How To Cope With Rejection When It Hurts Like Physical Pain.

How To Cope With Rejection When It Hurts Like Physical Pain.

How To Cope With Rejection When It Hurts Like Physical Pain.

We have all experienced rejection and we have all developed ways to cope with rejection. Perhaps your colleagues didn’t invite you to a party or your date turned you down. Maybe you weren’t invited for a job interview or weren’t chosen as an employee of the month. Rejection can take on many different forms but always evokes negative feelings that can be difficult to cope with.

Rejection hurts to the point it feels like physical pain. And there’s a scientific explanation for that. The same area that becomes activated when we experience physical pain, activates when we face rejection. Another reason it’s so painful is that it used to serve a revolutionary function.

In the past, being rejected from a tribe was synonymous with a death sentence.

Even though we all have to deal with rejection once in a while, building resilience and recovering from the pain might be difficult. Luckily, there are a few ways you can learn to cope with it better.

1. Understand rejection

We all hate the “It’s not you, it’s me” excuse and the reality is that we should. It’s a lazy way to let someone down and doesn’t offer much closure. However, it’s true that rejection is rarely personal. When someone rejects you, it’s often because you don’t connect well enough and your values vary.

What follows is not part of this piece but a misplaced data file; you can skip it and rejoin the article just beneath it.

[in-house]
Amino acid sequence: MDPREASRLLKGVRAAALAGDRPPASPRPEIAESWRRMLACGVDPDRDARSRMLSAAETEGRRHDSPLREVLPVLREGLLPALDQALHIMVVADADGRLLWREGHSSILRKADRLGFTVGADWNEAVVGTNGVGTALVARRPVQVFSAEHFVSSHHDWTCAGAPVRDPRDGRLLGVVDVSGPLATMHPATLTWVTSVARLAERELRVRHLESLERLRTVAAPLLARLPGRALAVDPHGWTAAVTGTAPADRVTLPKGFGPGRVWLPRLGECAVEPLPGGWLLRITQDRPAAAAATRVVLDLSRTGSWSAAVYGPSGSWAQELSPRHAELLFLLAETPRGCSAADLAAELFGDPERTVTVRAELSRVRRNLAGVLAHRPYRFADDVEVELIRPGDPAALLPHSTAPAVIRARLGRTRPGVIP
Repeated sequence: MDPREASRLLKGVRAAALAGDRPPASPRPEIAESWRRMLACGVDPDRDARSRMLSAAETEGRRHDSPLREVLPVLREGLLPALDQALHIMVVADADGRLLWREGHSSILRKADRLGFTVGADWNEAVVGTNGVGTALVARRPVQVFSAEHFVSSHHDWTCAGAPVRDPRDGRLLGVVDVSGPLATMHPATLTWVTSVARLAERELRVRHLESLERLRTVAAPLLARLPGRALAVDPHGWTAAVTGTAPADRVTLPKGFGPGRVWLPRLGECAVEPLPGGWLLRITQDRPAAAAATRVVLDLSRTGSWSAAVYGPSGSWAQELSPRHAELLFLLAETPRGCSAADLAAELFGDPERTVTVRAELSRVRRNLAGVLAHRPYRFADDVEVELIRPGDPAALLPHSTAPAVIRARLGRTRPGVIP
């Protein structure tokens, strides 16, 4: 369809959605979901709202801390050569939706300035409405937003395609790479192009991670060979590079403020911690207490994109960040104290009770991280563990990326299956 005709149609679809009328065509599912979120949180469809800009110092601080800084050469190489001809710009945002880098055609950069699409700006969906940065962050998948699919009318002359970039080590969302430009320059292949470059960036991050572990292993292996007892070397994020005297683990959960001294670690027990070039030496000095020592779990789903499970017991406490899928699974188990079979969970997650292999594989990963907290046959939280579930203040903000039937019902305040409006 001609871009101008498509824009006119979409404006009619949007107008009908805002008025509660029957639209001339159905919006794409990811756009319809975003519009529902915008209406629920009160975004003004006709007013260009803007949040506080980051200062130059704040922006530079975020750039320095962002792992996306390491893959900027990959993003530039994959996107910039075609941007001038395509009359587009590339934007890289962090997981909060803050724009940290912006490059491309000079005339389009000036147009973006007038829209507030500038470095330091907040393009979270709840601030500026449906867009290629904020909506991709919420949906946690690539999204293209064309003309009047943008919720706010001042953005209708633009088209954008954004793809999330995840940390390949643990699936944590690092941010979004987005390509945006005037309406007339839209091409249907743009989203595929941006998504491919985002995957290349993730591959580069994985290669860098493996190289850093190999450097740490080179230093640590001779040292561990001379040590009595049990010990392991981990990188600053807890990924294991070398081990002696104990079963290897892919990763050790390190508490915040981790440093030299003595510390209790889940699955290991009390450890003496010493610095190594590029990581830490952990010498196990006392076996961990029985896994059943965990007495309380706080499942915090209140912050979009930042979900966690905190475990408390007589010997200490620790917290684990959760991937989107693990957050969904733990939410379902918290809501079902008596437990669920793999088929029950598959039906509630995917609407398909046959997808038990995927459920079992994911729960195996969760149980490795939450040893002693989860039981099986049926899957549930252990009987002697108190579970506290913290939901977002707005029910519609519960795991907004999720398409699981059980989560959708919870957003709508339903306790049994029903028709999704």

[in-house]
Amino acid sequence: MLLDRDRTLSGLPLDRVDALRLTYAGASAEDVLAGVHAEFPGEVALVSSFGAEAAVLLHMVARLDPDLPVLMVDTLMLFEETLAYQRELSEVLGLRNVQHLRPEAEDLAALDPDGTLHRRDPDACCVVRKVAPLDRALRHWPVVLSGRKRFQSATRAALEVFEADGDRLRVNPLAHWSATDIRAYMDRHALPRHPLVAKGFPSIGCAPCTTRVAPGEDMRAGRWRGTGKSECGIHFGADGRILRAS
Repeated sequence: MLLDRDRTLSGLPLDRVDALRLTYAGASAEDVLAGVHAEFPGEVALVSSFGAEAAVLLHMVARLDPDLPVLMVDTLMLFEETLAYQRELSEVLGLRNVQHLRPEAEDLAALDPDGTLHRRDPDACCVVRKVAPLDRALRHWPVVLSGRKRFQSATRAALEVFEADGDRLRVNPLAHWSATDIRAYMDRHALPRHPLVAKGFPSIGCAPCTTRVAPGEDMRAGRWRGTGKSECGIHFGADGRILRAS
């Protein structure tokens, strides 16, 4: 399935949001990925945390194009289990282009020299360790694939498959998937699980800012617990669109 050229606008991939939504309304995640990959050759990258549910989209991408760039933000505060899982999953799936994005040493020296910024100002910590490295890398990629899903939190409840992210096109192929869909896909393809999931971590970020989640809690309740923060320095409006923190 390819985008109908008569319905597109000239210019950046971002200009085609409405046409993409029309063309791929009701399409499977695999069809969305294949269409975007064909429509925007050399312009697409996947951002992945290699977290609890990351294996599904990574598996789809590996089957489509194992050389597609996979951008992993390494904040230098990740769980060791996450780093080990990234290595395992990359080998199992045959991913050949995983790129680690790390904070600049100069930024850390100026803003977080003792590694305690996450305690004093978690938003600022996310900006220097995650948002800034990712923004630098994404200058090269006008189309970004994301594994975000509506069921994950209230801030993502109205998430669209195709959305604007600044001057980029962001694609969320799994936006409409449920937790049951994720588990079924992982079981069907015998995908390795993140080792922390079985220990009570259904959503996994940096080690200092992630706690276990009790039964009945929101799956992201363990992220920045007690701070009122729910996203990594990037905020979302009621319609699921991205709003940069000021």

You might not see it at first but in time, you’ll be able to step back and evaluate the situation objectively. Plus, if you aren’t someone’s first choice, they aren’t the one for you.

Similarly, if your job application gets rejected, it’s likely because there was a more suitable candidate for the role. Sometimes it’s bad timing and the volume of applicants rather than your shortcomings. It’s good to try to put things into the perspective. It might seem counterproductive but think of the times you were rejected in the past and then try to recall how many times you were accepted.

Life is simply made of ups and downs but it’s up to us how we cope with them.

2. Allow yourself to grieve

If you’d spent time talking to a person, it’s likely you visualized your future together and became emotionally invested. If you’d devoted time to preparing for a job interview, you might have already imagined yourself working for the company and quitting your current job.

When you get your hopes up and your dream doesn’t become reality, it’s natural to feel disappointed and hurt. You might be tempted to use distractions to deal with negative emotions but not working things through will only add to the recovery time.

One of the most important steps to cope with rejection is to acknowledge your emotions. You might realise you feel terrible but at the same time, you might find it difficult to name the specific emotions. Set some time aside to analyse them.